Record years

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The redevelopment of Norrmalm, downtown Stockholm, in 1963.

The record years (Swedish: Rekordåren) describes the economy of Sweden during the international post–World War II economic expansion, until the 1973 oil crisis,[1] and largely coinciding with the mandates of prime ministers Tage Erlander and earliest years of Olof Palme. The original use was a satirical left-wing description of the years 1968-70.

Sweden had maintained neutrality during both world wars, and entered the post-war boom with industrial and demographic advantages. Sweden also received aid from the Marshall Plan. Between 1947 and 1974, the Swedish economy grew at an average rate of 12.5% annually. The urban population living in towns of over 15,000 people, grew from 38% of the total population in 1931 to 74% by 1973. Sustained by an export boom of automobiles, heavy machinery, electronics, ship-building, and heavy weapons, the per capita income increased by as much as twenty times. Sweden had successfully moved into the high-income group of countries by 1955-56.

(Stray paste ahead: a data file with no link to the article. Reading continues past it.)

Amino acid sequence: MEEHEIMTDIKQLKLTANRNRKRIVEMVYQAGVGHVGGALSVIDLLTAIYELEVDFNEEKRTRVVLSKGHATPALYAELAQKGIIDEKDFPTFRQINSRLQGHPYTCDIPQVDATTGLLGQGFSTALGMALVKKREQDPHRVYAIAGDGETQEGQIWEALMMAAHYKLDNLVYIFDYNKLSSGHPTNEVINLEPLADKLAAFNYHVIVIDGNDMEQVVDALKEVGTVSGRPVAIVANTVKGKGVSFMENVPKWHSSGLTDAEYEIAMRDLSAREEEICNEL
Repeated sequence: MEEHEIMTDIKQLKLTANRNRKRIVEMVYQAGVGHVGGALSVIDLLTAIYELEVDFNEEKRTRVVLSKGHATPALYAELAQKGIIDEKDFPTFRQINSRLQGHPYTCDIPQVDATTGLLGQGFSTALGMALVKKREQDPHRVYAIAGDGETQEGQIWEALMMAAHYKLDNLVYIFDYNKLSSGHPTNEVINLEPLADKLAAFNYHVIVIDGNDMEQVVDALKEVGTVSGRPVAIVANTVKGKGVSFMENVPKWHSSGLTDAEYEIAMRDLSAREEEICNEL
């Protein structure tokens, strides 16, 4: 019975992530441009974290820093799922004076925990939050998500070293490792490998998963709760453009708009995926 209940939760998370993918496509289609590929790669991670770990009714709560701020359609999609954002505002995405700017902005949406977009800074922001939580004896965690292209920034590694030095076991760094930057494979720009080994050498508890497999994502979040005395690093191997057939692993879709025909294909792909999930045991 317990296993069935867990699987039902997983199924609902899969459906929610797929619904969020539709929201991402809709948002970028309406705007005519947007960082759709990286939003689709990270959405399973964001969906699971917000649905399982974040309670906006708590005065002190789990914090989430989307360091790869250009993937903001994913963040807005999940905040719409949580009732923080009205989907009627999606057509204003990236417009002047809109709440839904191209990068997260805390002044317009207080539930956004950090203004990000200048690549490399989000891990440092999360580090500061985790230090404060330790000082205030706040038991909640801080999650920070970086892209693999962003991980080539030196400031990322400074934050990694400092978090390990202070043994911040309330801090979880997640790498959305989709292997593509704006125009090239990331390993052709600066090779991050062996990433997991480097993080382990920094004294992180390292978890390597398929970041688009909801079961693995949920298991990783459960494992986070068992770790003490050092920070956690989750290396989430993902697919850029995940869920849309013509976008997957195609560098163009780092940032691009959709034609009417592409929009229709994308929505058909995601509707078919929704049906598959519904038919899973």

See also[edit]


  1. ^ Rydén, Daniel (8 September 2013). "Krisen som skakade världens bästa land". Sydsvenskan (in Swedish). Retrieved 5 May 2016.